Asobi Seksu ~ Sunday, October 4

2009 is proving to be a year of new directions for New York's Asobi Seksu. In February, the duo released their third full-length, Hush. While the album uses their usual formula—Yuki Chikudate's glassy vocals paired with James Hanna's swelling guitar arpeggios—and does contain hints of the noisily relentless shoegaze style that made them famous (particularly in the shimmering lead single, "Me and Mary"), as a whole it's noticeably mellower and much more lo-fithan their previous efforts—their music is atmospheric in a way that makes you imagine yourself flying through the clouds to some sky-high Wonderland. And in another unexpected reversal, Rewolf, a collection of acoustic arrangements of selected songs from Asobi Seksu's entire catalog, comes out in November. Rewolf's new arrangements feature piano, glockenspiel, and acoustic guitar, and make the most of Chikudate's smooth, scintillating soprano. The original version of "Familiar Light," on Hush, is an abstruse pop song featuring heavy synthesizers and a driving sense of urgency. Rewolf's stripped-down version could almost be a different song, with its lower, almost chanting harmonies and considerably slower tempo—yet it's still beautifully haunting in its own right. With Loney Dear and Anna Ternheim. Chop Suey, 1325 E. Madison St., 324-8000. 8 p.m. $10 adv./$12 DOS. E. THOMPSON

Deadmau5 ~ Sunday, October 4

Toronto's Joel Zimmerman—better known by his superstar DJ handle Deadmau5, and for the huge, red, grinning mouse head he wears while performing live—raised some hackles in the global electronic-music community last year when he told an Irish newspaper that all DJs are "fucking cunts," adding, "To say you become this massive up-on-a-podium performer by playing other people's productions at the same speed as someone else's productions and fading between the two of them, I don't get it." Whether or not his point is valid, the upstart, prolific 20-something has cranked out a ton of original progressive house, trance, and electro since 2005, including his new LP, For Lack of a Better Name. And if Deadmau5's attitude—or his narrow definition of what a DJ should be—is off-putting, his music is anything but. With DJ Colby B. Showbox at the Market, 1426 First Ave., 628-3151. 8 p.m. $20 adv./$25 DOS. All ages. MICHAEL ALAN GOLDBERG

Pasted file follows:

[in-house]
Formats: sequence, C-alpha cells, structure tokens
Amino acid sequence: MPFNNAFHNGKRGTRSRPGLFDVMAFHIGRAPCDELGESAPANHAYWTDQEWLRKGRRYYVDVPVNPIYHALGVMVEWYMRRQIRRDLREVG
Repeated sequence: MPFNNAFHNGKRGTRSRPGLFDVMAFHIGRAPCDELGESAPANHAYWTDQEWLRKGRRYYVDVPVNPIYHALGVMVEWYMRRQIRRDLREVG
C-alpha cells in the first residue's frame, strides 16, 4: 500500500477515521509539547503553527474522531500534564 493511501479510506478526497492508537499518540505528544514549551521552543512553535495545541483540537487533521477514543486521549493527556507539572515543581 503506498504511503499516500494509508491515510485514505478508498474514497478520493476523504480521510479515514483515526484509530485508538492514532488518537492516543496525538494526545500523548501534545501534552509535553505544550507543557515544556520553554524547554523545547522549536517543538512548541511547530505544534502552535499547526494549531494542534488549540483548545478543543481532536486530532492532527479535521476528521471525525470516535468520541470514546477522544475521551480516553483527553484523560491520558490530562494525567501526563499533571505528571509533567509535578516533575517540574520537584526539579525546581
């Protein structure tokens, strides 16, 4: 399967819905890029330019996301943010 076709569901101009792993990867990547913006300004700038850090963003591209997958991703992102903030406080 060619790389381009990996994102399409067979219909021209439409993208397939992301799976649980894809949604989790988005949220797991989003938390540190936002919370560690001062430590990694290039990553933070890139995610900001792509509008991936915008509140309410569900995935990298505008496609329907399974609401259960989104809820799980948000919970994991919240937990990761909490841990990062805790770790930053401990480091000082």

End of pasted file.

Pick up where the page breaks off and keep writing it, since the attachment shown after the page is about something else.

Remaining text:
Middle Eastern Hip-Hop ~ Sunday, October 4

For obvious reasons, conditions in the Middle East are a potentially ideal creative incubator for hip-hop. As here in the States that genre continues to descend into an obscene parody of its once-vital social urgency, issues facing other cultures have become new backdrops for the now-global language of beats, rhymes, and street-smart attitude. This bill features Palestinian three-piece outfit DAM, Iraqi/Canadian rapper the Narcicyst, Ragtop of the Philistines, and Palestinian-American poet/writer Remi Kanazi. Their music, of course, prominently features Arabic melodies, but each act brings a distinct flavor and lyrical focus. And while the shadow of the Israeli occupation looms large in the subject matter, this event presents ample opportunity to think outside the obvious. Israel aside, Middle Eastern rap is already rich with subtext, because by definition it raises questions about the complexities of Arab societies grappling with Western urban influences. As you listen to DAM and The Narcicyst, it's hard not to wonder about the broader implications of America's enduring cultural footprint on the rest of the world. Vera Project, 305 Harrison St., 374-8372. 7:30 p.m. $10. All ages. SABY REYES-KULKARNI

Children of Bodom ~ Monday, October 5